Overseas, a sales representative is the equivalent of a manufacturer’s representative in the United States. The representative uses the company’s product literature and samples to present the product to potential buyers. A representative usually handles many complementary lines that do not conflict. The sales representative usually works on a commission basis, assumes no risk or responsibility, and is under contract for a definite period of time (renewable by mutual agreement). The contract defines territory, terms of sale, method of compensation, reasons and procedures for terminating the agreement, and other details. The sales representative may operate on either an exclusive or a nonexclusive basis.
The widely misunderstood term “agent” means a representative who normally has authority, perhaps even a power of attorney, to make commitments on behalf of the firm he or she represents. Firms in the United States and other developed countries have stopped using the term and instead rely on the term “representative,” since agent can imply more than intended. It is important that any contract state whether the representative or agent does or does not have legal authority to obligate the firm.
The foreign distributor is a merchant who purchases goods from a U.S. exporter (often at a substantial discount) and resells it for a profit. The foreign distributor generally provides support and service for the product, thus relieving the U.S. company of these responsibilities. The distributor usually carries an inventory of products and a sufficient supply of spare parts and also maintains adequate facilities and personnel for normal servicing operations. Distributors typically handle a range of non-conflicting but complementary products. End users do not usually buy from a distributor; they buy from retailers or dealers.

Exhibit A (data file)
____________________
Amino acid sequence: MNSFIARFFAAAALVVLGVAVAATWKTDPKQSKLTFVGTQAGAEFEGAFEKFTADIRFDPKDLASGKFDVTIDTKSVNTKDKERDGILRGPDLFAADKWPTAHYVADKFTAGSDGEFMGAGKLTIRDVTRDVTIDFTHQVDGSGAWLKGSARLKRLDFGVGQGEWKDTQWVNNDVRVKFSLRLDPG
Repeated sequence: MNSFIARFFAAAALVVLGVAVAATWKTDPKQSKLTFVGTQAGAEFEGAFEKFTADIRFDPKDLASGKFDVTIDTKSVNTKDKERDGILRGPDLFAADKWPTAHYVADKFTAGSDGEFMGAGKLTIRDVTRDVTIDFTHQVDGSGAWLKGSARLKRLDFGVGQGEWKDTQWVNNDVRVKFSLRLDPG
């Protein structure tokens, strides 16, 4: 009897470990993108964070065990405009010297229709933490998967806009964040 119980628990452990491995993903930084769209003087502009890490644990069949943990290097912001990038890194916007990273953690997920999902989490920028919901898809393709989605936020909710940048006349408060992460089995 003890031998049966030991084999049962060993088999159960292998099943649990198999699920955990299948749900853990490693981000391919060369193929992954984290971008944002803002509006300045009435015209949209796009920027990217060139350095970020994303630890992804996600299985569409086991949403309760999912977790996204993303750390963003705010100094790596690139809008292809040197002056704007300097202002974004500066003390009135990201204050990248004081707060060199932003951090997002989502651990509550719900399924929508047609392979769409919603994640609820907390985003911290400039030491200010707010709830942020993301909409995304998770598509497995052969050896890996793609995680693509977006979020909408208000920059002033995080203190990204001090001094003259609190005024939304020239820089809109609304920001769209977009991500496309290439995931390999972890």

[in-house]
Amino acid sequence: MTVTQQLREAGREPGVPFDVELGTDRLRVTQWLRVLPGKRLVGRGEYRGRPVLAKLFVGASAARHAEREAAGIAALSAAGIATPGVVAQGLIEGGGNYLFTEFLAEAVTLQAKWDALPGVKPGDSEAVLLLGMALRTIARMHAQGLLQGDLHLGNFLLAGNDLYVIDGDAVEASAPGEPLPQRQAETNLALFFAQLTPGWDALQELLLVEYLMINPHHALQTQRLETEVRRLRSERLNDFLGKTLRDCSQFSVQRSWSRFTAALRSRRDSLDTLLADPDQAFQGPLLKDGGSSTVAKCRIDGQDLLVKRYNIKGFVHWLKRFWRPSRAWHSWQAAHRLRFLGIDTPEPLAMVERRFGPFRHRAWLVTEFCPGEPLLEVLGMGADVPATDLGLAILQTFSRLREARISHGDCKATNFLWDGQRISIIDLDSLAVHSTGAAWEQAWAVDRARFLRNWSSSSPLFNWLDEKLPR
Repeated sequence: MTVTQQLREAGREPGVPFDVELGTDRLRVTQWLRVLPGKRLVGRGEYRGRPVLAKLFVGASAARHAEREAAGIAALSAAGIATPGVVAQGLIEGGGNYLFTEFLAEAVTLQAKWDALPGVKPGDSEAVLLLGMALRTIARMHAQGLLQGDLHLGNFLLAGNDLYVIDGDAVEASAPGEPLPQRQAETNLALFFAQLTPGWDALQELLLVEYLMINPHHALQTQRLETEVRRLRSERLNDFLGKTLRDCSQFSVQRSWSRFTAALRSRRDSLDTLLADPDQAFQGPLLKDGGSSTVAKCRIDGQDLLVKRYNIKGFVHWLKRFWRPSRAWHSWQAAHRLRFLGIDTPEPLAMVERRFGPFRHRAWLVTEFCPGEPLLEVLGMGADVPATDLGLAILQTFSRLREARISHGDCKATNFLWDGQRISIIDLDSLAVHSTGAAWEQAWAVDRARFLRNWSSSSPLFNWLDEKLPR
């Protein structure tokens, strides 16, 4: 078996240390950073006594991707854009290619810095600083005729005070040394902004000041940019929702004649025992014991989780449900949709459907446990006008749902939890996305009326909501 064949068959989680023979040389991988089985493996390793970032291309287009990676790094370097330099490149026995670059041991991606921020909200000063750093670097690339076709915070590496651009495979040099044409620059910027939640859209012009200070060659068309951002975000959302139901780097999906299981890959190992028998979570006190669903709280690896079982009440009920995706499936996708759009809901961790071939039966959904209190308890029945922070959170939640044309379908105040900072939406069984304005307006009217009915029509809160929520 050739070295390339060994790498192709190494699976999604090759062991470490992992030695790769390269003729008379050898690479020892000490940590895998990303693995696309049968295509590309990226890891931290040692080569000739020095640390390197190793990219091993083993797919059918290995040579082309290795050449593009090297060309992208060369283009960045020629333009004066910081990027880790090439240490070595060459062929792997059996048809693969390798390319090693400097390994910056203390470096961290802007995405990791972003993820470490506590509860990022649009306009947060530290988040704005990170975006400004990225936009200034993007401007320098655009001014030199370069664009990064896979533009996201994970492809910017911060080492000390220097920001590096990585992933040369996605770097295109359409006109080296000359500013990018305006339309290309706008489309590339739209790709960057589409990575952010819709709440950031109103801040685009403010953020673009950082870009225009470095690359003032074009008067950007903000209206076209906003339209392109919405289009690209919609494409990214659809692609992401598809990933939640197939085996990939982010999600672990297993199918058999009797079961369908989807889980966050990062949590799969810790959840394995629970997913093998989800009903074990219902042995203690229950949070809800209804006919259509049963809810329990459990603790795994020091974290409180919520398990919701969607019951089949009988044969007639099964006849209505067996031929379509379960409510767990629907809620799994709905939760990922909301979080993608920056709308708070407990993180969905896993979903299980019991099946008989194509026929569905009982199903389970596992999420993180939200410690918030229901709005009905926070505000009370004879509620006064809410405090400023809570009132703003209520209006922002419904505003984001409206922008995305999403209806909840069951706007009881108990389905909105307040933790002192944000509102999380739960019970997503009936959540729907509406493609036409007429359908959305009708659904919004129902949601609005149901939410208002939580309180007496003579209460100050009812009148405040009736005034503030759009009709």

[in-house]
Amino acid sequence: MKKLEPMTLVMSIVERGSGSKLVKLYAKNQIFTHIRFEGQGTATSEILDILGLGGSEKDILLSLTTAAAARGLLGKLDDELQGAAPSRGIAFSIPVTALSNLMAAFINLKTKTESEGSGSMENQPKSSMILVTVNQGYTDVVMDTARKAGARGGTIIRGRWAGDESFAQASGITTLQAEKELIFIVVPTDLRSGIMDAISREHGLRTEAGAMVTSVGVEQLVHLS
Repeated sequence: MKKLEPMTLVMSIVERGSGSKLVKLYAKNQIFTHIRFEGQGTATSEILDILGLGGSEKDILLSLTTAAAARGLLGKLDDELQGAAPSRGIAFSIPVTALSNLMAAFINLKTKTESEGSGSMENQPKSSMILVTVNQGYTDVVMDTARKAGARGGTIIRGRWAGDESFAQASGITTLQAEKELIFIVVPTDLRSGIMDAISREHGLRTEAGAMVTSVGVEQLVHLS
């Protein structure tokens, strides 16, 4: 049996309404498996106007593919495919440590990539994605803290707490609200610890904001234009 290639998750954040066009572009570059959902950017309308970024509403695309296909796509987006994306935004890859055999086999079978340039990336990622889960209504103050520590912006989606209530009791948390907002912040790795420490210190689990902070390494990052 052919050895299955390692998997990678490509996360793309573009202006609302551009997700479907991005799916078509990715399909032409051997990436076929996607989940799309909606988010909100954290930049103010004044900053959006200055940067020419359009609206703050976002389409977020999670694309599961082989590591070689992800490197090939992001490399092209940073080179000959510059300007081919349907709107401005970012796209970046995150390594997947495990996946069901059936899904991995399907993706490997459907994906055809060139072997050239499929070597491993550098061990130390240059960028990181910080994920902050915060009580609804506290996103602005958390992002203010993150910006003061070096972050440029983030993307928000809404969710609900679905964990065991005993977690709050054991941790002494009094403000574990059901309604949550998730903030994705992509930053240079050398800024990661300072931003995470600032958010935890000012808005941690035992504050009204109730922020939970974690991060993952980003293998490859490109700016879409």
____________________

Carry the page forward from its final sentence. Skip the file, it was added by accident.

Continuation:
The terms and length of association between the U.S. company and the foreign distributor are established by contract. Some U.S. companies prefer to begin with a relatively short trial period and then extend the contract if the relationship proves satisfactory to both parties.
A company may also sell directly to foreign retailers, although in such transactions, products are generally limited to consumer lines. The growth of major retail chains in markets such as Canada and Japan has created new opportunities for this type of direct sale. This method relies mainly on traveling sales representatives who directly contact foreign retailers, although results might also be achieved by mailing catalogs, brochures, or other literature. The direct mail approach has the benefits of eliminating commissions, reducing traveling expenses, and reaching a broader audience. For optimal results, a firm that uses direct mail to reach foreign retailers should support it with other marketing activities.
American manufacturers with ties to major domestic retailers may also be able to use them to sell abroad. Many large American retailers maintain overseas buying offices and use these offices to sell abroad when practical.
Joint Venture Partners
In some cases, joint ventures provide the best partner-like manner of obtaining foreign trade income. The firm then choses to begin a business relationship with a firm in the host country. International joint ventures are used in a wide variety of manufacturing, mining, and service industries and frequently involve technology licensing by the U.S. firm to the joint venture.